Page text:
Cutting coffee corners

January 5th, 2008 at 04:44 am

Well, at work it's free, so that was easy! Smile And at home, usually I use a HUGE Walmart container of ground decaf coffee in a drip coffee maker with a gold plated filter. That permanent filter feels very good to use since I always hated throwing money away on coffee filters for the European machines. Good old Mr. Coffee filters were so cheap it was no big deal, but these Euro cone ones were always pretty expensive. At first I didn't like that the permanent filter let the very fine grounds through, but now I just think of it as extra body, like espresso. So one downside of this arrangement is that it takes me so long to go through the big can (weekends only) that it loses its punch toward the end of the can. For a special treat, I use store brand beans, I think they are relatively cheap for beans, somewhere around $2-3/lb versus the usual $5-6.

So this saving helps balance out when I lose control and have to get frappucinos at Starbucks/B&N once in a great while. Like a lot of people, I have trouble resisting those horrible-for-you but oh-so-good concoctions! But anyway, I feel pretty good about my overall success in cutting coffee corners.

Is there anything as satisfying and comfortable as a fully depreciated asset?

January 5th, 2008 at 04:33 am

You know - old shoes, old cars, old clothes. The top of the list for me is my good old car, a 1995 Honda. I'm totally comfortable and familiar with it - everything falls to hand immediately. It's familiar like an old friend. But the best part is no car payments! I just can't see tying all that money up, even though I truly love cars and would be in heaven with a nice new high tech, responsive machine. But that's just not in the cards for me right now, even though for most people my age it is. Does it bother me sometimes? YES! It sometimes seems like everyone on the road is driving a BMW except me! And I know most of them don't drive it because it's "the ultimate driving machine", they just drive it for the status (not that there's anything wrong with that, although I'm guessing there may not be THAT many of you here to offendSmile) I would appreciate the superb handling and road feel, etc., but I could not tolerate the high maintenance costs. But that jealous feeling doesn't last long. I look around on the roads and see my kindred spirits, all the people driving comfy old cars, usually young college age kids. My favorite car of the genre is the 90-93 Honda Accord - man, most of those things still look new! What an investment! They just keep on going and going, and still look pretty stylish to my eye. So, every time I drive my car I smile inside thinking of the money I am not spending on interest and depreciation.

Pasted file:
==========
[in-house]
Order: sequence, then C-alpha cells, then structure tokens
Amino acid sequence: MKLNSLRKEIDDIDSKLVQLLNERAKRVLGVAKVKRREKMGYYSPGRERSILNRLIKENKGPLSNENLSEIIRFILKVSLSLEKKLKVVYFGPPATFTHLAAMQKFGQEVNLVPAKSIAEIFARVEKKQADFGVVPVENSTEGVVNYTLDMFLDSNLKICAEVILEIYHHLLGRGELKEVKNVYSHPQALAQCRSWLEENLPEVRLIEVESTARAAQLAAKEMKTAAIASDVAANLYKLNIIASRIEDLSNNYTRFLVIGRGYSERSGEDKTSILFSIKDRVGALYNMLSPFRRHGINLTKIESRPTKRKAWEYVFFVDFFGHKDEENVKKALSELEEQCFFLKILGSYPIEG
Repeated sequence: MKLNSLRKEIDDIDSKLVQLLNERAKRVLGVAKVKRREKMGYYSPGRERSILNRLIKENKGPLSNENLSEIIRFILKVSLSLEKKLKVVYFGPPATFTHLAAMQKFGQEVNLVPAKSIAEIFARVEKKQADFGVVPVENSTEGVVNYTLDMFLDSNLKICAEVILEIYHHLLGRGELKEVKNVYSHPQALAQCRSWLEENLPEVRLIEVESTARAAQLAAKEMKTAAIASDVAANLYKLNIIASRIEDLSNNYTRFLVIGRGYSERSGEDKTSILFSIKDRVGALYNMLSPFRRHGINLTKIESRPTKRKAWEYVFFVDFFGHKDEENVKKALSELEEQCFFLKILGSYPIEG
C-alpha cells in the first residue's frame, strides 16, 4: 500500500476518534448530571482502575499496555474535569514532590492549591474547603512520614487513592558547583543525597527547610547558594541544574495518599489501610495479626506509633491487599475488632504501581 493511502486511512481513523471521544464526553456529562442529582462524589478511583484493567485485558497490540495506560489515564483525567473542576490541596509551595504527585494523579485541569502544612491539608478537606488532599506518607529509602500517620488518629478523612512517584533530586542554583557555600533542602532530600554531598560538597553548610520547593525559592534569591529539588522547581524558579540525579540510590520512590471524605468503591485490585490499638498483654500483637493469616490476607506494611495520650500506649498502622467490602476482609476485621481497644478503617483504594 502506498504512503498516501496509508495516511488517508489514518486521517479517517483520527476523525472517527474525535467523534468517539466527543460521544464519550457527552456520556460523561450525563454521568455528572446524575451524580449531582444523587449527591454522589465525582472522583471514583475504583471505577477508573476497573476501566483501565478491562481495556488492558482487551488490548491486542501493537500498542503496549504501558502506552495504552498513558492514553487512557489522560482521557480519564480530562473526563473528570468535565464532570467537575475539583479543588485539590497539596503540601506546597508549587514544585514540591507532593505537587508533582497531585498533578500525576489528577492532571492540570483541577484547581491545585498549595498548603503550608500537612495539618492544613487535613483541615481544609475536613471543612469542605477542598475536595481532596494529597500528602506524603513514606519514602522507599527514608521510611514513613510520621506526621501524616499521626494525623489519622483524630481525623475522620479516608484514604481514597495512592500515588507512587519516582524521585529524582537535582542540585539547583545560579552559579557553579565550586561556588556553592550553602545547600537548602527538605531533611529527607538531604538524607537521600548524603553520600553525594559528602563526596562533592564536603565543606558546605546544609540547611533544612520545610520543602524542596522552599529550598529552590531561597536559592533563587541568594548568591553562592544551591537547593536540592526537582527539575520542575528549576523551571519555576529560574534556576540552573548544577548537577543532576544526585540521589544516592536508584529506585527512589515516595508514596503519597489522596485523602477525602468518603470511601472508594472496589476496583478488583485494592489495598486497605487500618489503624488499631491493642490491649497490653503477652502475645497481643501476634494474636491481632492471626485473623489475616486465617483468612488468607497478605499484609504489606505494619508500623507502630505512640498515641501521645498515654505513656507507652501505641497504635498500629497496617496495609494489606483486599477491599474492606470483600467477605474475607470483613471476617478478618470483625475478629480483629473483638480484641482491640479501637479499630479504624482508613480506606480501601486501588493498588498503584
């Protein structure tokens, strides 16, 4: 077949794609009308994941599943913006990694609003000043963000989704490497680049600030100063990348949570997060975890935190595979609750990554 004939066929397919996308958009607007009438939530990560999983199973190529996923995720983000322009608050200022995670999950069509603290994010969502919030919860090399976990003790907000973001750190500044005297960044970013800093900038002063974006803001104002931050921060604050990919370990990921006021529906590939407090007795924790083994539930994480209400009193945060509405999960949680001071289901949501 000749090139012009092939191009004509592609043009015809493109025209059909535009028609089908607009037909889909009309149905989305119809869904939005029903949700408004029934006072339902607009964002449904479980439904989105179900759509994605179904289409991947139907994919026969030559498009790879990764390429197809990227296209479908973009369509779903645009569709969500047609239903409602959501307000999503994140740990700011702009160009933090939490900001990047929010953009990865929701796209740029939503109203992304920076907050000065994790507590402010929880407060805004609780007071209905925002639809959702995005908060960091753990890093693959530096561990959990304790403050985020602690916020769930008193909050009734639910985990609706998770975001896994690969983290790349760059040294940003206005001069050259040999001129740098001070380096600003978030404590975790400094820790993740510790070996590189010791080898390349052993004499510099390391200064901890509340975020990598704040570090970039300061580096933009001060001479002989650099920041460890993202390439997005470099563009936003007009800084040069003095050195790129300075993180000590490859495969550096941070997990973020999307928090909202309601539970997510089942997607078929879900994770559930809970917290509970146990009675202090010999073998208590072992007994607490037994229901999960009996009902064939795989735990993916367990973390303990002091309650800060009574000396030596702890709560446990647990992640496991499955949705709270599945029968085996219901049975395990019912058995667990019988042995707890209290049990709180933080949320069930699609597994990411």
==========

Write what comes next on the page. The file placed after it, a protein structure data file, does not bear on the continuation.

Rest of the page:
From there the scale goes down pretty quickly. There is the Dell computer from 2000 that is still cranking away. Before that I think I had the same computer during about all of the 90s. Then there is my 1988 bicycle that has given me more pleasure per dollar than seems possible. So then we get to the poster child for this subject, the old shoe! Now perfectly molded to my feet, it just feels so good! And the same for old clothes, both much to the chagrin of my wife. I love that patina of age, I wear it like a badge of frugality, within reason of course, I don't think I look like a bum, I just look comfortable. So anyway, depreciation is the silent killer!

Energy saving lightbulbs

January 3rd, 2008 at 03:25 pm

I've only got a few in the house, definitely all the lights that are on the most often, but I haven't done the ones that are used very infrequently. I guess I should watch for good sales. I wonder what the story is on duty cycles, i.e. which can take more off-on-off transitions?

Here's a good reference on that - they don't like short cycles.

And a general reference:

Frugality in my morning routine

January 3rd, 2008 at 03:20 am

I recently started eating store brand oatmeal for breakfast instead of cereal. I had previously switched from Kellogg's, etc. on sale to Malt-O-Meal cereals that are always $2 to $2.50, but going to oatmeal is another quantum leap in cost lowering, since they sometimes go on sale pretty cheap for those HUGE containers, and even if not on sale, they are still WAY cheaper than cold cereal. And I needed to start eating oatmeal anyway for cholesterol reasons, since I refuse to take potentially liver damaging statins unless I absolutely have to.

I also started cutting back my "hour in the shower" (for you people who remember that old Chicago song). Who doesn't love to linger under that nice hot water? But it's just too costly, not to mention wasteful. The shower I use the most still has the "elephant shower head" of Seinfeld fame, so I need to consciously dial it back. Smile